Two dissident Prince George's County Board of Education members have been put on notice by the board chairman to immediately give up the names of employee whistleblowers in the school system or face sanctions that could include removal from their elected seats.
"Make no mistake, this is an attempt to silence us for telling the truth," said David Murray Monday.
"We will not reveal the names of whistle blowers who have come to us," said Edward Burroughs.
The letter dated Nov. 3 was issued by Board of Education Chairman Dr. Segun Eubanks and Vice-Chair Carolyn Boston in the wake of the release of a scorching state audit. The report found more than 30 percent of high school graduates sampled from the last two years in Prince George's Co. either graduated without meeting state standards, or were given diplomas without proper documentation to explain irregularities like changed grades and excess absences.
The state audit found no evidence that schools CEO Dr. Kevin Maxwell or top administrators conspired to falsely raise the county's rising graduation rate.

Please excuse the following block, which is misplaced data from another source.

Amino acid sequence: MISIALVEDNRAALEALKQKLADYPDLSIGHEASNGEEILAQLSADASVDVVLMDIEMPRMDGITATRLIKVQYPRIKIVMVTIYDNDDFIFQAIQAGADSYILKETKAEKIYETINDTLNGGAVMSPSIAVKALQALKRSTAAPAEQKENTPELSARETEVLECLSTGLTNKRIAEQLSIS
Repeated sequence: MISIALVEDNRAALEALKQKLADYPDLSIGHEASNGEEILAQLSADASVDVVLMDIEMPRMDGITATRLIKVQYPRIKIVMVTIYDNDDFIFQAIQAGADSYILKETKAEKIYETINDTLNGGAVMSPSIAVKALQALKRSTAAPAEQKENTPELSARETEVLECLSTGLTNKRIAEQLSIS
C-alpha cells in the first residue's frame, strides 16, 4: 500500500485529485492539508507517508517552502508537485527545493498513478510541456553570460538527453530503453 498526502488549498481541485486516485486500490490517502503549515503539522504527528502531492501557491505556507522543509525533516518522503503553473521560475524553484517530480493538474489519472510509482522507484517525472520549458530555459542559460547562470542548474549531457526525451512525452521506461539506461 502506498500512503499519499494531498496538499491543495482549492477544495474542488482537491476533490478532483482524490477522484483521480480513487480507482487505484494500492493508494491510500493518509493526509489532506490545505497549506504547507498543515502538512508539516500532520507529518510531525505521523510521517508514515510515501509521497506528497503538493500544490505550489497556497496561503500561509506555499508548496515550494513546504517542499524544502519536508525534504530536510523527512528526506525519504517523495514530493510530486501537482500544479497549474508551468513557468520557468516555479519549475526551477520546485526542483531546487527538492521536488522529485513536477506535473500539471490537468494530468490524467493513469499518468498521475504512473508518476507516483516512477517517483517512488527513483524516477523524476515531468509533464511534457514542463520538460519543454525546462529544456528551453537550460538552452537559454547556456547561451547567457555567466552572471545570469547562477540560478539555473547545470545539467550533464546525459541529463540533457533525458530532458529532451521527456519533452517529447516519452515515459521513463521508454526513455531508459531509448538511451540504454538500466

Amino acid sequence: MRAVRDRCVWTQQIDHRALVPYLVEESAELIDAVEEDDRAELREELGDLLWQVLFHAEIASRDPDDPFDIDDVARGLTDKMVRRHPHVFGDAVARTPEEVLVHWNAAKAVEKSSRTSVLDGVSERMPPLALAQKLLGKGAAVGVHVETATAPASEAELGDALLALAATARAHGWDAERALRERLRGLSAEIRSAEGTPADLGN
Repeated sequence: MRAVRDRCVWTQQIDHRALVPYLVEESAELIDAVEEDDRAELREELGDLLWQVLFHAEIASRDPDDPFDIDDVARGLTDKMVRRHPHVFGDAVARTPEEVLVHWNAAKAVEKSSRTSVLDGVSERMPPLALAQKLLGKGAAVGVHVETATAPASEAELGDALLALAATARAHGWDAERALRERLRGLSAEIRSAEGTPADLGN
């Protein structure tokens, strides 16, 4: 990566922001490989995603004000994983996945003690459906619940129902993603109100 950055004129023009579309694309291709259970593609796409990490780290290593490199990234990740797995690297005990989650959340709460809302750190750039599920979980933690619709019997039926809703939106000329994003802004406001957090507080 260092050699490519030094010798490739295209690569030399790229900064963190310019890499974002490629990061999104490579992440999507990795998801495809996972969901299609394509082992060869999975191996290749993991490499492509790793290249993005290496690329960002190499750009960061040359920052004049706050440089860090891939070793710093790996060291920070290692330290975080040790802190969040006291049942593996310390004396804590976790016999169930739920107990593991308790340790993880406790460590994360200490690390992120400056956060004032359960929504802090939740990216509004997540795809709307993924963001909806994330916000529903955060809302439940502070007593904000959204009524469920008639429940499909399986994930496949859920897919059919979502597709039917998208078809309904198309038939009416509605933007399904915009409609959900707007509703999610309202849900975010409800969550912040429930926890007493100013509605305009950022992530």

Even so, the report cast doubt on the school administration's graduation rate success.
The latest letter to Burroughs and Murray demanding names of whistleblowers was issued on the same day as the public release of the state audit.
"If you fail to disclose any of this information by noon on Monday, November 6, 2017, we will refer a recommendation for action to the full board," the letter from Eubanks said.
"There are several board policies and well as contractual obligations that obligate you to refer any and all issues related to the audit and its findings to the Board and the Chief Executive Officer," the letter states.
Murray and Burroughs said they will not comply.
The roots of the conflict go back to May. At that time, Murray and Burroughs reported to Governor Larry Hogan in a letter: "Whistleblowers at almost every level in PGCPS have clear and convincing evidence that PGCPS has graduated hundreds of students who did not meet the Maryland State Department of Education graduation requirements."
As a result, Gov. Hogan and Prince George's School CEO Maxwell asked for a state investigation that produced the audit released Friday.
"We said hundreds of students were involved and that's exactly what the state investigation found," Murray said. "Now, the administration and the board chair want to shut us up."
Friday, Maxwell bitterly criticized Murray and Burroughs for politicizing their concerns and said they should not have taken their complaints past the Board of Education to higher authorities.